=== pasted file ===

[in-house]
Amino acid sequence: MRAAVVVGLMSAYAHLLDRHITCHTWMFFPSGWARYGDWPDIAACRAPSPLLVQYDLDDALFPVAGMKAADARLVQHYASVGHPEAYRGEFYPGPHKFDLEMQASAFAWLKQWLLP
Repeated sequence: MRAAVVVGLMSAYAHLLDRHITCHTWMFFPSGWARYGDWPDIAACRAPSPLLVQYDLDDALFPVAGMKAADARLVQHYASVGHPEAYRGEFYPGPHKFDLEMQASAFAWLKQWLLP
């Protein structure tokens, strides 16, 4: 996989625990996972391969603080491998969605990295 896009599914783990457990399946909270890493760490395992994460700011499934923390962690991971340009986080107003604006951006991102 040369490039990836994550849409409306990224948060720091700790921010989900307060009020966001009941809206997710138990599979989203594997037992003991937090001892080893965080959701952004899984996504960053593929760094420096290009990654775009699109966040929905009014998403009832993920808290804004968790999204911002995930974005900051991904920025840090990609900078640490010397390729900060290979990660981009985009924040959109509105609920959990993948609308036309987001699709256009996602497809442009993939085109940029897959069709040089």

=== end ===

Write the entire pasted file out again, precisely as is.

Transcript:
[in-house]
Amino acid sequence: MRAAVVVGLMSAYAHLLDRHITCHTWMFFPSGWARYGDWPDIAACRAPSPLLVQYDLDDALFPVAGMKAADARLVQHYASVGHPEAYRGEFYPGPHKFDLEMQASAFAWLKQWLLP
Repeated sequence: MRAAVVVGLMSAYAHLLDRHITCHTWMFFPSGWARYGDWPDIAACRAPSPLLVQYDLDDALFPVAGMKAADARLVQHYASVGHPEAYRGEFYPGPHKFDLEMQASAFAWLKQWLLP
């Protein structure tokens, strides 16, 4: 996989625990996972391969603080491998969605990295 896009599914783990457990399946909270890493760490395992994460700011499934923390962690991971340009986080107003604006951006991102 040369490039990836994550849409409306990224948060720091700790921010989900307060009020966001009941809206997710138990599979989203594997037992003991937090001892080893965080959701952004899984996504960053593929760094420096290009990654775009699109966040929905009014998403009832993920808290804004968790999204911002995930974005900051991904920025840090990609900078640490010397390729900060290979990660981009985009924040959109509105609920959990993948609308036309987001699709256009996602497809442009993939085109940029897959069709040089």